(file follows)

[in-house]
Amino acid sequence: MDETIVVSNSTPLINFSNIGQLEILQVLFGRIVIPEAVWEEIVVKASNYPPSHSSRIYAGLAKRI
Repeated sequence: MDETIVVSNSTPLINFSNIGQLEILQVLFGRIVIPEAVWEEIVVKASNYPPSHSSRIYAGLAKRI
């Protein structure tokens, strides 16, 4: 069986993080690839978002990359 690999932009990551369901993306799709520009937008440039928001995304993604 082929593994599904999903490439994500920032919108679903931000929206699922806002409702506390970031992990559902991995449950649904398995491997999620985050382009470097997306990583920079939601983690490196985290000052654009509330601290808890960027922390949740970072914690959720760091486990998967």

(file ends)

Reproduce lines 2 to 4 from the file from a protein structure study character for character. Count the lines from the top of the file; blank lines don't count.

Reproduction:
Amino acid sequence: MDETIVVSNSTPLINFSNIGQLEILQVLFGRIVIPEAVWEEIVVKASNYPPSHSSRIYAGLAKRI
Repeated sequence: MDETIVVSNSTPLINFSNIGQLEILQVLFGRIVIPEAVWEEIVVKASNYPPSHSSRIYAGLAKRI
């Protein structure tokens, strides 16, 4: 069986993080690839978002990359 690999932009990551369901993306799709520009937008440039928001995304993604 082929593994599904999903490439994500920032919108679903931000929206699922806002409702506390970031992990559902991995449950649904398995491997999620985050382009470097997306990583920079939601983690490196985290000052654009509330601290808890960027922390949740970072914690959720760091486990998967």